Hidden Carbs and Calories In Sweetened Beverages

Sep 25, 2017 | Healthy Living

Having sweetened beverages throughout the day can quickly add extra sugar and calories to your daily recommended amounts. As a result, people who drink sweetened beverages can end up consuming many more calories and sugar than they need each day. Drinking sugary drinks has been shown to lead to Type 2 diabetes and/or weight gain. Cutting out as much added sugar as possible can greatly help with maintaining more stable blood sugars, decreasing medication used, weight loss, and more.

If you are ready to cut out sugary, sweet drinks or have already been working on this goal, you may have already found that it can be difficult to understand which beverages are filled with sugar. Here are some tips:

Read the nutrition label

  • Always look at the Total Carbohydrate amount on the label. Ideally, it’s best to drink beverages without any carbohydrates.
  • Take a look at some beverages you have at home or that you used to drink and compare them to others that you think are healthier choices.

Familiarize yourself with ingredients

Many different sweeteners are added to beverages, here is a list of some you may see, these all contain sugar:

  • Agave
  • Honey
  • High Fructose Corn Syrup
  • Maltose
  • Dextrose
  • Sucrose
  • Malt Syrup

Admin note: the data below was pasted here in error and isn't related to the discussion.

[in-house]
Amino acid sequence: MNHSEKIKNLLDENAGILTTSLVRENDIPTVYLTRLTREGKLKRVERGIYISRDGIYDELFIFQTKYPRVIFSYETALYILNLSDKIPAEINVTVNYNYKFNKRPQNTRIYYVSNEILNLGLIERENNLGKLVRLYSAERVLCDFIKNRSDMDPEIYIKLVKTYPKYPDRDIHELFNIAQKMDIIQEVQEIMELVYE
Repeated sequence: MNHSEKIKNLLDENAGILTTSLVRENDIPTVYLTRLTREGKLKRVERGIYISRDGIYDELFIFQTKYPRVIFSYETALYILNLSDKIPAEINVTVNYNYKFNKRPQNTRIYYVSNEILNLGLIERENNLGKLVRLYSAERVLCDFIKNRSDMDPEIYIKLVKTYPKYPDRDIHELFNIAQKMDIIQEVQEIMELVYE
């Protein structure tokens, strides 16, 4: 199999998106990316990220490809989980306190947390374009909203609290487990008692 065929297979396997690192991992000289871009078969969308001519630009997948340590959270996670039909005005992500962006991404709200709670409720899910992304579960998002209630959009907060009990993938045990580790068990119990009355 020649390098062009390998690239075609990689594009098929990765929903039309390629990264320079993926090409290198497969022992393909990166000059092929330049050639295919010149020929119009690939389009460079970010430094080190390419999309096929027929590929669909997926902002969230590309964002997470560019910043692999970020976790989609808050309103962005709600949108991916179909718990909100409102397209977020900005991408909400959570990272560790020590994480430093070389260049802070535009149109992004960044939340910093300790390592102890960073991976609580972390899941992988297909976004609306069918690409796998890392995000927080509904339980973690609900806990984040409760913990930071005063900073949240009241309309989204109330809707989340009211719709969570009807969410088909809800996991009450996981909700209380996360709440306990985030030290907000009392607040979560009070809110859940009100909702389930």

• Evaporated Cane Juice
  • Fruit juice concentrate

Non-nutritive sweeteners are OKAY for diabetics – they make foods sweet but do not raise blood sugar or add calories because they are used in such small quantities. If you tolerate them, go ahead and use them. 

  • Aspartame
  • Saccharin
  • Sucralose
  • Neotame
  • Acesulfame-K
  • Stevia

Know what’s in your coffee and tea – they can often have added, hidden sugars and sweeteners. 

Ideas to help you drink more water or other beverages:

  • Add lemon, lime, berries, apples, oranges, cucumber or mint for flavor
  • Try sparkling water
  • Have a pitcher or glasses of water at the table every time you eat a meal
  • Take water in a reusable water bottle to work with you
  • When you feel like snacking, try to drink water instead
  • Add a splash of 100% fruit juice to chilled water
  • While these are not a replacement for water, make coffee or tea yourself or buy them unsweetened and add a little of your own sweetener or milk

Drinks to avoid:

  • Soda
  • Juice drinks
  • Sweetened coffee drinks such as mochas, lattes, or blended coffee beverages
  • Vitamin water
  • Energy drinks
  • Sweetened iced tea
  • Fruit punch
  • Alcoholic beverages (see the handout regarding diabetes and alcohol – alcoholic beverages can add extra calories and affect blood sugars)

One last thought: be aware of trying to reward yourself for eating or drinking fewer sugary beverages or snack foods throughout the day. Studies have shown that often times we think we saved calories by not drinking sweetened beverages then think we can “afford” to spend the calories on eating something else later in the day. For example, “I didn’t have a mocha with whipped cream for breakfast, so now I will have a slice of cake after lunch.” It’s important to eat real, wholesome and hearty meals rather than artificially sweetened junk foods and beverages.

Resources:

http://med.stanford.edu/news/all-news/2012/07/5-questions-christopher-gardner-on-non-nutritive-sweeteners.html

http://www.kickthecan.info/educational-material

http://osnap.org/wp-content/themes/osnap.1.0/tip-sheets/sugarbev.pdf

www.diabetes.org

http://www.cdc.gov/healthyweight/healthy_eating/drinks.html

www.joslin.org

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